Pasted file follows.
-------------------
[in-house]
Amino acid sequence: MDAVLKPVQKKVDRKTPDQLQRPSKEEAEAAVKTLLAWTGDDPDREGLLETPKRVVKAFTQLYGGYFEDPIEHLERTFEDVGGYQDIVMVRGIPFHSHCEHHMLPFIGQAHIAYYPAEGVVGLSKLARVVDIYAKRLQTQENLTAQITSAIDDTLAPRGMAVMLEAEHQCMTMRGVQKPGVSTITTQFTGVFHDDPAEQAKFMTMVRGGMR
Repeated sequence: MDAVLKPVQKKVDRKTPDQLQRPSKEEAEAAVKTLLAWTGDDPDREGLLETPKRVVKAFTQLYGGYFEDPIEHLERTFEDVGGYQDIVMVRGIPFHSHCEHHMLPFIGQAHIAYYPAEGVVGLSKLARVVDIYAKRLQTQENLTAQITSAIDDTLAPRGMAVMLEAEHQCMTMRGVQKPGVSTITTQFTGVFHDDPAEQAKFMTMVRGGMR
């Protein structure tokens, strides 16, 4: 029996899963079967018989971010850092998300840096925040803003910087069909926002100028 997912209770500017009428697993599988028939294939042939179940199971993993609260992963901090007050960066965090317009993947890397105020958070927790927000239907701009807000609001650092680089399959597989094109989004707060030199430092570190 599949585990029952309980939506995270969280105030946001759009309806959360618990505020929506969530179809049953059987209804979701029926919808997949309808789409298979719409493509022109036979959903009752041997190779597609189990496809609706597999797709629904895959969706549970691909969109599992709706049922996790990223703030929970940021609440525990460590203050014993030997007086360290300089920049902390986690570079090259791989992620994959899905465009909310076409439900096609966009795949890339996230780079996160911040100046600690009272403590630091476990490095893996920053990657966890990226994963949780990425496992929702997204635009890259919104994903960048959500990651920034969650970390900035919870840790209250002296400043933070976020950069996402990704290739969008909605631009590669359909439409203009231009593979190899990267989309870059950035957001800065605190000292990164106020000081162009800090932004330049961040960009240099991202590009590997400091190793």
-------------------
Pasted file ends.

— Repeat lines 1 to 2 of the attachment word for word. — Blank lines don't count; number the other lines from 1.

[in-house]
Amino acid sequence: MDAVLKPVQKKVDRKTPDQLQRPSKEEAEAAVKTLLAWTGDDPDREGLLETPKRVVKAFTQLYGGYFEDPIEHLERTFEDVGGYQDIVMVRGIPFHSHCEHHMLPFIGQAHIAYYPAEGVVGLSKLARVVDIYAKRLQTQENLTAQITSAIDDTLAPRGMAVMLEAEHQCMTMRGVQKPGVSTITTQFTGVFHDDPAEQAKFMTMVRGGMR